Fic­tion

The Empire of the Sens­es: A Novel

By – March 16, 2015

At once at a fam­i­ly saga, a war sto­ry, and sev­er­al love sto­ries, Alex­is Landau’s riv­et­ing debut, The Empire of the Sens­es, paints a sweep­ing yet inti­mate por­trait of pre-World War II Berlin through the eyes of the Pearl­mut­ter family.

At the out­break of World War I, Lev Pearl­mut­ter enlists in the Ger­man army. His moti­va­tion is per­son­al rather than patri­ot­ic: he wants to prove to his wife’s aris­to­crat­ic fam­i­ly that, despite being Jew­ish, he is just as Ger­man as they are. Fast-for­ward to 1927. Even as Germany’s polit­i­cal sta­bil­i­ty crum­bles around them, the Pearl­mut­ters remain pre­oc­cu­pied by inter­nal hopes and con­cerns. Lev’s son Franz is obsessed with a hand­some yet vicious uni­ver­si­ty friend who intro­duces him to the Fas­cist move­ment and goads him into increas­ing­ly self-destruc­tive behav­ior. Mean­while, Lev’s rebel­lious daugh­ter Vic­ki is enthralled by Berlin’s under­ground jazz scene. She falls in love with a young immi­grant who teach­es her about Zion­ism — but should she give up her com­fort­able lifestyle to join him on a kibbutz?

In hind­sight, it is dif­fi­cult not to see Germany’s inter­war years sim­ply as a pre­lude to the Holo­caust. But as we read The Empire of the Sens­es, we become so absorbed in the Pearl­mut­ters’ strug­gles that we for­get the fate to which they are head­ed. The read­er expe­ri­ences the events that unfold with the same mix­ture of eager­ness and trep­i­da­tion as Landau’s dis­tinct and sub­tly drawn char­ac­ters. As its title sug­gests, The Empire of the Sens­es shows a world defined by per­cep­tion and pas­sion as much as it is by offi­cial pol­i­cy. Rather than depict­ing the inter­war peri­od through over­ar­ch­ing his­toric events, Lan­dau brings it to life through inti­mate inter­ac­tions between people.

Landau’s nov­el is both rem­i­nis­cent of the mod­ernist clas­sics and thor­ough­ly con­tem­po­rary. Despite its grip­ping plot, the nar­ra­tive unfolds with grace­ful, organ­ic ease. Landau’s evoca­tive prose, atten­tion to detail, and metic­u­lous research makes the Pearl­mut­ters’ phys­i­cal envi­ron­ment as vivid as their inner lives. As the sto­ry moves from the opu­lent Ice Palace to rur­al Rus­sia to jazz clubs and opi­um dens, the read­er will become just as reluc­tant to leave Landau’s ephemer­al Berlin as Lev and his fam­i­ly are. The Empire of the Sens­es is sure to estab­lish Alex­is Lan­dau as a mas­ter­ful new lit­er­ary voice.

Bec­ca Kan­tor is Jew­ish Book Coun­cil’s edi­to­r­i­al direc­tor. She received her B.A. from the Uni­ver­si­ty of Penn­syl­va­nia and her M.A. in Cre­ative Writ­ing from the Uni­ver­si­ty of East Anglia. She has lived in Esto­nia, Eng­land, and Germany.

Discussion Questions

JBC Book Clubs questions

    • The Empire of the Sens­es is a mul­ti-per­spec­tive nov­el that, at some point, gives a voice to each of the four mem­bers of the Pearl­mut­ter fam­i­ly. Hav­ing expe­ri­enced the voice of each char­ac­ter, did you feel sym­pa­thy or empa­thy for some char­ac­ters more than oth­ers? Why do you think that is?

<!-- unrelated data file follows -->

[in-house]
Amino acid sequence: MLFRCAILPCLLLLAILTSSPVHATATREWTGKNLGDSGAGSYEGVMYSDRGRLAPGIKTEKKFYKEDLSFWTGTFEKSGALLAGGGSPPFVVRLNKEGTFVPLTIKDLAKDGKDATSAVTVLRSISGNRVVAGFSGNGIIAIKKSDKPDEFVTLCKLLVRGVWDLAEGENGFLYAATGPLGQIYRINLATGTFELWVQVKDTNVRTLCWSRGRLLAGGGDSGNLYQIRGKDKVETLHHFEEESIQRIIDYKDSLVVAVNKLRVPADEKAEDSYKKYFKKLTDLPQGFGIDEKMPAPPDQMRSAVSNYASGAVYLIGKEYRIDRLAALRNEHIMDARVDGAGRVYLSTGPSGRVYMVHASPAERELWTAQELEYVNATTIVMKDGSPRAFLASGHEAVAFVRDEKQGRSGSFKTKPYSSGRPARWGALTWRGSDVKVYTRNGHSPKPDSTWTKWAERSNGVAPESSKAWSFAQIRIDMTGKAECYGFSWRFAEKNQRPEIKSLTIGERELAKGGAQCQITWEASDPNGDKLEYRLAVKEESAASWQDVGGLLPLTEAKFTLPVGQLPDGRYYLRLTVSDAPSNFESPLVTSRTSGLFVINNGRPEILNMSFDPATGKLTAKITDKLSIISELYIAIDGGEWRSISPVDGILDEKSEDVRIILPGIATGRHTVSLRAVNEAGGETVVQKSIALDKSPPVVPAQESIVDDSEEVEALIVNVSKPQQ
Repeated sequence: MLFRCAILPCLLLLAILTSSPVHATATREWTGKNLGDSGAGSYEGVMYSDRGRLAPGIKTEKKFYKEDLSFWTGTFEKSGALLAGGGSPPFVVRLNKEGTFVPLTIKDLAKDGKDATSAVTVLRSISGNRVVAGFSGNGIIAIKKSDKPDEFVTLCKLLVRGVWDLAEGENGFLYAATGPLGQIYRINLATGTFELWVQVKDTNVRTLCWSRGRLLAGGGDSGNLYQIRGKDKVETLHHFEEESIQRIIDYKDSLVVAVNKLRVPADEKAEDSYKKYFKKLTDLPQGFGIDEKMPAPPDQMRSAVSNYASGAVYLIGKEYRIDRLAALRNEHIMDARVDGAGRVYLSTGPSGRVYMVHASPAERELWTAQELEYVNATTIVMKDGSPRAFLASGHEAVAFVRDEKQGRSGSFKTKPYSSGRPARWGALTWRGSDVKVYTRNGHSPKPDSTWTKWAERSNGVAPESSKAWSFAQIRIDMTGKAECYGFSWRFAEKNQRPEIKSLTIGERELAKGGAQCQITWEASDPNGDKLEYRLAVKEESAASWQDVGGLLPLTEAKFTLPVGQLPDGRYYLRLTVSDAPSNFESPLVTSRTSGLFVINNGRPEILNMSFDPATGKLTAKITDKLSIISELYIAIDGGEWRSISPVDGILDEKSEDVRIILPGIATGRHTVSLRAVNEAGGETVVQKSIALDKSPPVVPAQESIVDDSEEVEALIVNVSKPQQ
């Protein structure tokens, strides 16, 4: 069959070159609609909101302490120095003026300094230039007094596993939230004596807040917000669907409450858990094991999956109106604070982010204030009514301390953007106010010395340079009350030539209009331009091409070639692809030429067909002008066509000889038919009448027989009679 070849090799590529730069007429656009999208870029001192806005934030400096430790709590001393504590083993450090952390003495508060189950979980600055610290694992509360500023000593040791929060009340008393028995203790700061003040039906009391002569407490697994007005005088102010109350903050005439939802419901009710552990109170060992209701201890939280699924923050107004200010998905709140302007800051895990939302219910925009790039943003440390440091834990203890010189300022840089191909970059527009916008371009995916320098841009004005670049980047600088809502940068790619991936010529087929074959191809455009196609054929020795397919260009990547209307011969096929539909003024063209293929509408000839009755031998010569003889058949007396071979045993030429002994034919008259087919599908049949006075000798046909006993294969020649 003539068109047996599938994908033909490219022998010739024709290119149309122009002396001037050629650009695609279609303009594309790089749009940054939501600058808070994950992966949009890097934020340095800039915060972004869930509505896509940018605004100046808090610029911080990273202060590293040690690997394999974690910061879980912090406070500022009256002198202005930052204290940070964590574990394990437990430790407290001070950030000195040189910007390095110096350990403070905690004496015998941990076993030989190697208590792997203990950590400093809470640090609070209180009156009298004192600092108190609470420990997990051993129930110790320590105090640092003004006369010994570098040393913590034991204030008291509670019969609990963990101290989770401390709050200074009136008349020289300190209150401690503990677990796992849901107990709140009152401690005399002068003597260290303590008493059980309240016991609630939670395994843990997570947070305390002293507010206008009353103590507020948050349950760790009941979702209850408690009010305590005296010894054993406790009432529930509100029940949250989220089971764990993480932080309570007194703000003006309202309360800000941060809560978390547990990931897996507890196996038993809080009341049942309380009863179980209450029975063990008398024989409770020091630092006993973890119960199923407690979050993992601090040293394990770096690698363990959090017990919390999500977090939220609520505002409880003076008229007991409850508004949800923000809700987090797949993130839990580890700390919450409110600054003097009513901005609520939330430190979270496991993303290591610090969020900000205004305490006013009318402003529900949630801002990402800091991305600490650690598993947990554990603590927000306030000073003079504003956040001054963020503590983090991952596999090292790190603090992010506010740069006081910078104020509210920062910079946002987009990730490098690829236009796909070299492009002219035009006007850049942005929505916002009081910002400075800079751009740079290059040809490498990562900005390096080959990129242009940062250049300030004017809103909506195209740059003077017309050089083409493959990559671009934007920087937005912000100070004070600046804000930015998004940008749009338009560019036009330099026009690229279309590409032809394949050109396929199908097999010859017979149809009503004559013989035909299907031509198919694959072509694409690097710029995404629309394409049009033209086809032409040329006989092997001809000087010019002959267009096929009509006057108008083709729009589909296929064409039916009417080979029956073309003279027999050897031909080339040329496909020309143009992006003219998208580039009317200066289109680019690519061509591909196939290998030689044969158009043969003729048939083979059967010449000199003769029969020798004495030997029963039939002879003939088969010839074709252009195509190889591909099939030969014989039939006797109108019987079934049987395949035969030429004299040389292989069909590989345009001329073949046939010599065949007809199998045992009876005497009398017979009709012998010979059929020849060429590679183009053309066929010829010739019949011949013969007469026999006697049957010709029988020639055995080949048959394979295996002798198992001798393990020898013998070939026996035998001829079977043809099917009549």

• What role does inter­mar­riage play in the nov­el? Do you think the mar­i­tal prob­lems between Lev and Josephine stem from a clash of cul­tures, as Lev’s moth­er believes? How does Lev and Leah’s rela­tion­ship com­pare? While they have a shared her­itage, they live in very dif­fer­ent places and have com­plete­ly dif­fer­ent con­nec­tions to Judaism. What about Vic­ki and Geza? Vic­ki, raised as a wealthy Chris­t­ian in urban Berlin, comes from a back­ground that is even more for­eign to Geza than Lev and Josephine, and yet, their rela­tion­ship remains strong.

    • Were you sur­prised at the degree to which Lev was assim­i­lat­ed into Ger­man cul­ture? Despite his suc­cess­ful career, his family’s posi­tion in Berlin soci­ety, etc., do you think Lev is con­stant­ly pay­ing a price as Rab­bi Lan­dauer says about Ger­man Jews on p. 376?

    • What do you think of the char­ac­ters’ reac­tions to the inci­dent in Nurem­berg? Giv­en what they knew at the time (as opposed to what we know now), do you think they were being short­sight­ed and naïve or reasonable?

    • Lev and Josephine both blame them­selves for not inter­fer­ing in Franz’s involve­ment with the SA. Do you think that they are to be held respon­si­ble? Was there some­thing that they could have done to alter Franz’s course?

    • What does the nov­el say about past and present? At what point does adher­ence to the old ways” stunt one’s char­ac­ter? What are those who rush to embrace moder­ni­ty and cur­rent trends losing?

    • There are two rab­bis who come into Lev’s life over the course of nov­el, both of whom remind him of an El Gre­co paint­ing — the rab­bi who vis­its Mitau and Rab­bi Lan­dauer. What affect do these men have on him?


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